10 Health Screenings All Women Should Have
(Everyday Health) – Mammograms, blood glucose tests, and Pap smears — these are just a few of the health exams that are essential to a woman’s health. Is it time for you to schedule one of these screenings?
By Diana Rodriguez
strong class=”byline_text”>Medically Reviewed by Lindsey Marcellin, MD, MPH
A woman’s health depends on a lot of factors. Every woman should make time for healthy habits — regular exercise, stress management, choosing the right foods — and she should also be scheduling routine health screenings so potential problems can be spotted early. In fact, health screenings can make keeping tabs on your health simple.
So what screenings should you be getting? These 10 are a good start.
1. Blood pressure screening. Starting at age 18, every woman needs to have her blood pressure checked at least every two years. This health screening involves wrapping a cuff around the arm and pumping it up tightly. Ideal blood pressure for women is less than 120/80 mmHg (millimeters of mercury). If your insurance doesn’t cover a blood pressure screening (though most insurance companies do), check into free screenings in your community.
2. Cholesterol check. Women should have their cholesterol checked at least every five years starting at about age 20. This screening is important for decreasing your risk of heart disease, and can be done at your doctor’s office or at a lab with a doctor’s order, as the test only involves drawing a blood sample. Some community health fairs offer quick cholesterol screenings, involving nothing but a finger-prick. If you get a high reading on this screening test, you will be referred to your doctor for more complete testing. The ideal level is below 200 mg/dL (milligrams per deciliter) for total cholesterol.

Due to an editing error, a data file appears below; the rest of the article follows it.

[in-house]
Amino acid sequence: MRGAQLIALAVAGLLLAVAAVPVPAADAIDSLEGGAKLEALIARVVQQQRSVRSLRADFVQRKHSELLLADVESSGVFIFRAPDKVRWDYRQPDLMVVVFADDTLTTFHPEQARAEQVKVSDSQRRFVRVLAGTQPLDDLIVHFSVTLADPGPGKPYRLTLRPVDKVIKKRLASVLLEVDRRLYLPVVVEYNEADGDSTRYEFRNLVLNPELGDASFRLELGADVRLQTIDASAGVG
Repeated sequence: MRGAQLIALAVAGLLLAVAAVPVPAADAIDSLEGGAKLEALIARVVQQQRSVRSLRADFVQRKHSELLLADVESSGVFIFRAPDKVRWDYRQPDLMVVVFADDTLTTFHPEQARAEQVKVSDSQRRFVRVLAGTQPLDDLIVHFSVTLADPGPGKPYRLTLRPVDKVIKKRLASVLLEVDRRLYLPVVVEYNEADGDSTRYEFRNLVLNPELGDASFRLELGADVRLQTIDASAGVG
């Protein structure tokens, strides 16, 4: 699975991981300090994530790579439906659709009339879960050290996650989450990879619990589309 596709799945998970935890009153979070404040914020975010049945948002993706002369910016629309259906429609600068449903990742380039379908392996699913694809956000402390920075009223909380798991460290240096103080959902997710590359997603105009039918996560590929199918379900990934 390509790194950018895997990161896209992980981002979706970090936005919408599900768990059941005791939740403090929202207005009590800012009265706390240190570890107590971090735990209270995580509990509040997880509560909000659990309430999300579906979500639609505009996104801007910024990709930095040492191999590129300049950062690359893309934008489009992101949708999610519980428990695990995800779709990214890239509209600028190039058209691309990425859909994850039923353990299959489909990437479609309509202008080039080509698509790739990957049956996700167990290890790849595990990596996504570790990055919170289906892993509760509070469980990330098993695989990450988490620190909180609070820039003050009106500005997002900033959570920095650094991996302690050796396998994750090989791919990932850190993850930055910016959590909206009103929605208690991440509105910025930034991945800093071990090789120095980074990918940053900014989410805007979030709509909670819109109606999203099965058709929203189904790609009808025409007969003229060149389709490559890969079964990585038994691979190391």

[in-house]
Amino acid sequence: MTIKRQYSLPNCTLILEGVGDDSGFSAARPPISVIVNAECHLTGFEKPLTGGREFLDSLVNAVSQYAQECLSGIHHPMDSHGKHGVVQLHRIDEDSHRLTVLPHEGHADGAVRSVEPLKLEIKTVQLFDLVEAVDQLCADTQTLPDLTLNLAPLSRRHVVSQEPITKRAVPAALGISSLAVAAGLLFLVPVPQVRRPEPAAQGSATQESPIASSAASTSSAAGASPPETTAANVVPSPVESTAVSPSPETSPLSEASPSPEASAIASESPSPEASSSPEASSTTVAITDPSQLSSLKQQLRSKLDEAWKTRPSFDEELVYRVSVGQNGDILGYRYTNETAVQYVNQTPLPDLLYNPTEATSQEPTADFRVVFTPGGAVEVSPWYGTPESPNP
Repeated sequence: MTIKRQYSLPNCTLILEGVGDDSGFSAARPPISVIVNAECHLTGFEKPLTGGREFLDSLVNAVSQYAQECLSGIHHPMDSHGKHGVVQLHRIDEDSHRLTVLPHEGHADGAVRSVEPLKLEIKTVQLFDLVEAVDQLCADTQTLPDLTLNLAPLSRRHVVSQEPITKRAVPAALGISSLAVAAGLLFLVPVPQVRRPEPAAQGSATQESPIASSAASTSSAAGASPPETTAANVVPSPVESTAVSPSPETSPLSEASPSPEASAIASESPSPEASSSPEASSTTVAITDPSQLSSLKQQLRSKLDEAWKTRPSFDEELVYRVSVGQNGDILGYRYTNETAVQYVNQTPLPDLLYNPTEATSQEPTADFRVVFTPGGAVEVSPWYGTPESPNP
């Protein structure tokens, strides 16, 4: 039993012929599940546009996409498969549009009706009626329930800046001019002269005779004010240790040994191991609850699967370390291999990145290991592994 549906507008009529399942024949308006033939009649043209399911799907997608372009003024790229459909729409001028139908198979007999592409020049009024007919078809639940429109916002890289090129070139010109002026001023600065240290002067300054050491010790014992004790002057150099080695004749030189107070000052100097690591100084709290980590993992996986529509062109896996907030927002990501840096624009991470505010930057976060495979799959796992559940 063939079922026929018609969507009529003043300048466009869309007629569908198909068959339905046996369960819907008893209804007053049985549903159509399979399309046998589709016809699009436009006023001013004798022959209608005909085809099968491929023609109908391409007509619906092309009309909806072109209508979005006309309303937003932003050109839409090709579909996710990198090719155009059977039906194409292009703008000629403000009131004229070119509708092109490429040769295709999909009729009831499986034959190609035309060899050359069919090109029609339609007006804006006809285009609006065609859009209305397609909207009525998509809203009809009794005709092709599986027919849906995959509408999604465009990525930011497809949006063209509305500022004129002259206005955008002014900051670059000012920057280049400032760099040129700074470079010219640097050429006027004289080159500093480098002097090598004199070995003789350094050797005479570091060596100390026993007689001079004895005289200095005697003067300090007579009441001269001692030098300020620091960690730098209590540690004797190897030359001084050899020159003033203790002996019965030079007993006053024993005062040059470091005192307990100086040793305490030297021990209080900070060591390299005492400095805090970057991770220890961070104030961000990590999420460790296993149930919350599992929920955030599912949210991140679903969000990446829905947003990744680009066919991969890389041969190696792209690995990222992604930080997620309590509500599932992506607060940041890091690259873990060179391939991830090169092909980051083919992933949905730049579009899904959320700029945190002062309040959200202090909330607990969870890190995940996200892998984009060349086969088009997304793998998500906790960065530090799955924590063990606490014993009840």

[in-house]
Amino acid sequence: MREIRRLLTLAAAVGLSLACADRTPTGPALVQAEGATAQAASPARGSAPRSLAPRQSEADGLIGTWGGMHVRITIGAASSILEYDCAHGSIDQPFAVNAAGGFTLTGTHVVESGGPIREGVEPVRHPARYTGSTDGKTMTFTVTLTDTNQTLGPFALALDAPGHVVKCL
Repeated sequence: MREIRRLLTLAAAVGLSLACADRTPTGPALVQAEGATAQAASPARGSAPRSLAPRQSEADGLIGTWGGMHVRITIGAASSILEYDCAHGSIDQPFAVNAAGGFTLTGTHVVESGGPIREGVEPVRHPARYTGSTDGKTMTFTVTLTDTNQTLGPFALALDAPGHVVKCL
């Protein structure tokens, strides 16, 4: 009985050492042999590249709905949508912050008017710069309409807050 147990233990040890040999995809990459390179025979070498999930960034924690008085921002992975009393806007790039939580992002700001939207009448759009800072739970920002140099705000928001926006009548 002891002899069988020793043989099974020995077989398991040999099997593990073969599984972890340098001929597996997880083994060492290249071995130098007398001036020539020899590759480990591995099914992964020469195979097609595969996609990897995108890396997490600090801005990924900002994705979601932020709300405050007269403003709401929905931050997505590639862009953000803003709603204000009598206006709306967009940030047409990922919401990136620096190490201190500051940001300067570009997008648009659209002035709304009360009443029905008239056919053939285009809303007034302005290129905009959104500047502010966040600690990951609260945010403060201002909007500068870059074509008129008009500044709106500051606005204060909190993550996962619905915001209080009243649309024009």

3. Pap smears and pelvic exams. Beginning at age 21, or earlier if you are sexually active, women need to have a pelvic exam and Pap smear every two years to check for any abnormalities in the reproductive system. Guidelines for this cervical cancer screening recently changed from once a year, as studies found no benefit to such frequent screenings. Barring any problems, women age 30 and older only need a Pap smear every three years if they have had three normal tests in a row. To take the Pap smear, a speculum is placed inside the vagina to widen the vaginal canal, and your doctor uses a small tool to take cells from the cervix to detect any cell changes that can lead to cervical cancer. Your doctor can also screen for sexually transmitted diseases.
4. Mammograms and breast exams. Starting around age 20, women should have a clinical breast exam at least every three years until age 40, when this should be done annually, according to most experts. This is a manual exam — your doctor uses her fingers to examine the breasts for any lumps or abnormalities. A mammogram is a screening test for breast cancer and involves applying moderate compression to the breasts so that X-ray images can be captured. Mammograms are done every one or two years beginning at age 40. (The United States Preventive Services Task Force recommends mammograms beginning at age 50, but the American Cancer Society still recommends earlier screening.)